BODMAS Malware Dataset

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BODMAS is short for Blue Hexagon Open Dataset for Malware AnalysiS. We collaborate with Blue Hexagon to release a dataset containing timestamped malware samples and well-curated family information for research purposes. The BODMAS dataset contains 57,293 malware samples and 77,142 benign samples collected from August 2019 to September 2020, with carefully curated family information (581 families).

We extract the feature vectors using the LIEF project (version 0.9.0), the same as the Ember dataset (details can be found here). Each sample is represented as a 2381 feature vector, along with its label (benign or malicious) and malware family if it’s malicious. We also release the original binary for malware samples only.

Further details can be found in our paper “BODMAS: An Open Dataset for Learning based Temporal Analysis of PE Malware” [PDF], Deep Learing and Security Workshop 2021 (co-located with IEEE Security and Privacy 2021).

If you end up building on this dataset as part of a project or publication, please include a reference to our paper:

    title = {BODMAS: An Open Dataset for Learning based Temporal Analysis of PE Malware},
    author = {Yang, Limin and Ciptadi, Arridhana and Laziuk, Ihar and Ahmadzadeh, Ali and Wang, Gang},
    booktitle = {4th Deep Learning and Security Workshop},
    year = {2021}


  1. The feature vectors and metadata are open to everyone. Download the data here: Google Drive
    • feature vectors (~250 MB): bodmas.npz
    • metadata (~12 MB): bodmas_metadata.csv
    • They are sorted by the timestamp in the ascending order (i.e., each feature vector corresponds to one row in the metadata file).
  2. We cannot release the original file for the benign software due to copyright considerations. But we will host the original binaries of malware samples. To avoid misuse, please read and agree to the following conditions before sending us emails.
    • Do not share the data with any others (except your co-authors for the project). We are happy to share with other researchers based upon their requests.
    • Explain in a few sentences of your plan to do with these binaries. It should not be a precise plan.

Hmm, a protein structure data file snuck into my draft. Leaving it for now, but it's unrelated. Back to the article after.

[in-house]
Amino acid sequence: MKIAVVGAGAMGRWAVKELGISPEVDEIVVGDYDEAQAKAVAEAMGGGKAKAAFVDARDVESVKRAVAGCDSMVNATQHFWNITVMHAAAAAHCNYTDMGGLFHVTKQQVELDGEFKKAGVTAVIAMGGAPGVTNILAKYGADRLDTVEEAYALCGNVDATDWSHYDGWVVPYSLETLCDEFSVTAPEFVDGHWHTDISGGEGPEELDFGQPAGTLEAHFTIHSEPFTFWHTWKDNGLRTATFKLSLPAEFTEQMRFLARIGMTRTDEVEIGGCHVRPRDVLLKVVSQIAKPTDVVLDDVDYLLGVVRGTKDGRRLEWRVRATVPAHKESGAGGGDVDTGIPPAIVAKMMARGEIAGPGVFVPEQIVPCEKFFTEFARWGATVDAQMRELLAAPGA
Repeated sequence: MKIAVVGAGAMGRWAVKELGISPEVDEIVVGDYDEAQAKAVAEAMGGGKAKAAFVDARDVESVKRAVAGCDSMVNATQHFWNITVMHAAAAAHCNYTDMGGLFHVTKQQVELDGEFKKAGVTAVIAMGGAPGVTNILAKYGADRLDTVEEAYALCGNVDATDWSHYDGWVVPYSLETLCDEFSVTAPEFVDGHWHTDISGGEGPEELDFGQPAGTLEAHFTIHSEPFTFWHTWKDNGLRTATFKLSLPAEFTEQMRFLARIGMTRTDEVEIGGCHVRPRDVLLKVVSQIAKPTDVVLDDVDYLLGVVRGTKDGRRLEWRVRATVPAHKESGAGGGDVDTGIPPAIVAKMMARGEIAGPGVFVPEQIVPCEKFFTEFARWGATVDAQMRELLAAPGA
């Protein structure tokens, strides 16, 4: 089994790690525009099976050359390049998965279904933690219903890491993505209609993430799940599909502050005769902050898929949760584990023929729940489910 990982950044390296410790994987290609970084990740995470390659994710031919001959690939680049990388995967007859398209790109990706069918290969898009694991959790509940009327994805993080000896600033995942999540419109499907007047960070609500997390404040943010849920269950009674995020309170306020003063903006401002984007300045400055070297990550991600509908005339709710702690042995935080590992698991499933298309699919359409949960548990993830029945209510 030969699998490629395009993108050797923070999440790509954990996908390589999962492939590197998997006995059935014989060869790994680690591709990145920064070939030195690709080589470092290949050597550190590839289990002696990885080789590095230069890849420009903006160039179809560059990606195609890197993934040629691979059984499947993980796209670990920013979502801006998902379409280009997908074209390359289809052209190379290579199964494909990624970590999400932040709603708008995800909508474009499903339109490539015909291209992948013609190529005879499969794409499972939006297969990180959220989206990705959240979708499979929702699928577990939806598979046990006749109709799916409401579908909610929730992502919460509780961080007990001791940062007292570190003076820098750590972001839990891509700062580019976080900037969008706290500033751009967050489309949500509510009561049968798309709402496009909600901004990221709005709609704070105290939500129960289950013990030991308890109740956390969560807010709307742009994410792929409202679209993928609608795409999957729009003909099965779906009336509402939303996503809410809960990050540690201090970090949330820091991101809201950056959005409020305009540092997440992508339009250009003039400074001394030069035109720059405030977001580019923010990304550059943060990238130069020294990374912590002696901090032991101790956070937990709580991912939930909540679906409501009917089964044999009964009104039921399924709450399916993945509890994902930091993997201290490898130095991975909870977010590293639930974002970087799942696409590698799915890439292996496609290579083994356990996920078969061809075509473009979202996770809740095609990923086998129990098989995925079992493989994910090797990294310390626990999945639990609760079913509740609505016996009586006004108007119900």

• If you are in academia, contact us using your institution email and provide us a webpage registered at the university domain that contains your name and affiliation.
    • If you are in research (industrial) labs, send us an email from your company’s email account and introduce yourself and company. In the email, please attach a justification letter (in PDF format) in official letterhead. The letter needs to state clearly the reasons why this dataset is being requested.

    Please note that an email not following the conditions might be ignored. And we will keep the public list of organizations accessing these samples here.

Get Started

  1. To load the feature vectors, you need to load bodmas.npz (a numpy compressed format) with the following code. Note that the feature values are unnormalized, which is okay for classifiers like gradient-boosted decision tree, but you may need to normalize them first when applying an MLP classifier.

     import numpy as np
     filename = 'bodmas.npz'
     data = np.load(filename)
     X = data['X']  # all the feature vectors
     y = data['y']  # labels, 0 as benign, 1 as malicious
     print(X.shape, y.shape)
     # >>> (134435, 2381), (134435,)
  2. For bodmas_metadata.csv, it has three columns, indicating SHA-256, when the sample first appeared, and malware family. If the malware family is empty, then it’s a benign sample.


Limin Yang, Ph.D. student at UIUC (Contact me via

Arridhana Ciptadi, Blue Hexagon Inc.

Ihar Laziuk, Blue Hexagon Inc.

Ali Ahmadzadeh, Blue Hexagon Inc.

Gang Wang, Assistant Professor at UIUC